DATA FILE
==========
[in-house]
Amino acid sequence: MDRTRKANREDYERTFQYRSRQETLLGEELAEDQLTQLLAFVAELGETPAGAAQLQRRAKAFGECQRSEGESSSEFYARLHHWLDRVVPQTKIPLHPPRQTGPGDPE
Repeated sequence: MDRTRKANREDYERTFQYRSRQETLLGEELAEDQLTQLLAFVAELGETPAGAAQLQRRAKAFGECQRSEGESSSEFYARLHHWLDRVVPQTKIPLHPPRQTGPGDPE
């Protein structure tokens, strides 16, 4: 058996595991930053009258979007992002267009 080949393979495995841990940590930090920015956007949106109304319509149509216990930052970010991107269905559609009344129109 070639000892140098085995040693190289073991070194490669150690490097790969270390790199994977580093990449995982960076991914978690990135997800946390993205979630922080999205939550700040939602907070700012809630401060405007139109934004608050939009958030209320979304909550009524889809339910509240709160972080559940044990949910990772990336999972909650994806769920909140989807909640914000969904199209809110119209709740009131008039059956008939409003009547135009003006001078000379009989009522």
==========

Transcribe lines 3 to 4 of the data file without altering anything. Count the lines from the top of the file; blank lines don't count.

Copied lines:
Repeated sequence: MDRTRKANREDYERTFQYRSRQETLLGEELAEDQLTQLLAFVAELGETPAGAAQLQRRAKAFGECQRSEGESSSEFYARLHHWLDRVVPQTKIPLHPPRQTGPGDPE
């Protein structure tokens, strides 16, 4: 058996595991930053009258979007992002267009 080949393979495995841990940590930090920015956007949106109304319509149509216990930052970010991107269905559609009344129109 070639000892140098085995040693190289073991070194490669150690490097790969270390790199994977580093990449995982960076991914978690990135997800946390993205979630922080999205939550700040939602907070700012809630401060405007139109934004608050939009958030209320979304909550009524889809339910509240709160972080559940044990949910990772990336999972909650994806769920909140989807909640914000969904199209809110119209709740009131008039059956008939409003009547135009003006001078000379009989009522």